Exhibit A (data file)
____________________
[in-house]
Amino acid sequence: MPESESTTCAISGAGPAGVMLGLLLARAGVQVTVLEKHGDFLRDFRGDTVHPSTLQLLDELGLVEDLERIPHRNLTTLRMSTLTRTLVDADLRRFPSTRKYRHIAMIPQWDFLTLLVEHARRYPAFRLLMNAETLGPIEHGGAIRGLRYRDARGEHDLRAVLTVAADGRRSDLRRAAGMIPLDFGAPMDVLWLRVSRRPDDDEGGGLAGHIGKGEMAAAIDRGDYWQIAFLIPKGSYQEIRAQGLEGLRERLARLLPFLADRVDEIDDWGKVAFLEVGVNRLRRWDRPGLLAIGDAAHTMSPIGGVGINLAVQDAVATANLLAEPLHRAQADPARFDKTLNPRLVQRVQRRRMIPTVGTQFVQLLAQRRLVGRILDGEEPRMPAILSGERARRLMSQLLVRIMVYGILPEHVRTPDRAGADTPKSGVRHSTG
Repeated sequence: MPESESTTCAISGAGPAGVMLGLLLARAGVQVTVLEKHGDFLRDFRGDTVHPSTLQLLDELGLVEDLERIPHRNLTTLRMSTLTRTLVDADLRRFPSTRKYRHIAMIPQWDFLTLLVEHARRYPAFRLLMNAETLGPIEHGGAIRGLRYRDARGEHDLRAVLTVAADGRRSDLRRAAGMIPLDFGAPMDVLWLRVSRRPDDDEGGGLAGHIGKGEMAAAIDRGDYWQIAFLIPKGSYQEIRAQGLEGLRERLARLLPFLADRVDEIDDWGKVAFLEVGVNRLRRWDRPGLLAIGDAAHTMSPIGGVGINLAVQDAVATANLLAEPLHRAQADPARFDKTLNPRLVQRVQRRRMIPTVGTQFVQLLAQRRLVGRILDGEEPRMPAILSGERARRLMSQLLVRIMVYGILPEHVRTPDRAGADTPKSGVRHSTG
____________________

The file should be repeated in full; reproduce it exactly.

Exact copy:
[in-house]
Amino acid sequence: MPESESTTCAISGAGPAGVMLGLLLARAGVQVTVLEKHGDFLRDFRGDTVHPSTLQLLDELGLVEDLERIPHRNLTTLRMSTLTRTLVDADLRRFPSTRKYRHIAMIPQWDFLTLLVEHARRYPAFRLLMNAETLGPIEHGGAIRGLRYRDARGEHDLRAVLTVAADGRRSDLRRAAGMIPLDFGAPMDVLWLRVSRRPDDDEGGGLAGHIGKGEMAAAIDRGDYWQIAFLIPKGSYQEIRAQGLEGLRERLARLLPFLADRVDEIDDWGKVAFLEVGVNRLRRWDRPGLLAIGDAAHTMSPIGGVGINLAVQDAVATANLLAEPLHRAQADPARFDKTLNPRLVQRVQRRRMIPTVGTQFVQLLAQRRLVGRILDGEEPRMPAILSGERARRLMSQLLVRIMVYGILPEHVRTPDRAGADTPKSGVRHSTG
Repeated sequence: MPESESTTCAISGAGPAGVMLGLLLARAGVQVTVLEKHGDFLRDFRGDTVHPSTLQLLDELGLVEDLERIPHRNLTTLRMSTLTRTLVDADLRRFPSTRKYRHIAMIPQWDFLTLLVEHARRYPAFRLLMNAETLGPIEHGGAIRGLRYRDARGEHDLRAVLTVAADGRRSDLRRAAGMIPLDFGAPMDVLWLRVSRRPDDDEGGGLAGHIGKGEMAAAIDRGDYWQIAFLIPKGSYQEIRAQGLEGLRERLARLLPFLADRVDEIDDWGKVAFLEVGVNRLRRWDRPGLLAIGDAAHTMSPIGGVGINLAVQDAVATANLLAEPLHRAQADPARFDKTLNPRLVQRVQRRRMIPTVGTQFVQLLAQRRLVGRILDGEEPRMPAILSGERARRLMSQLLVRIMVYGILPEHVRTPDRAGADTPKSGVRHSTG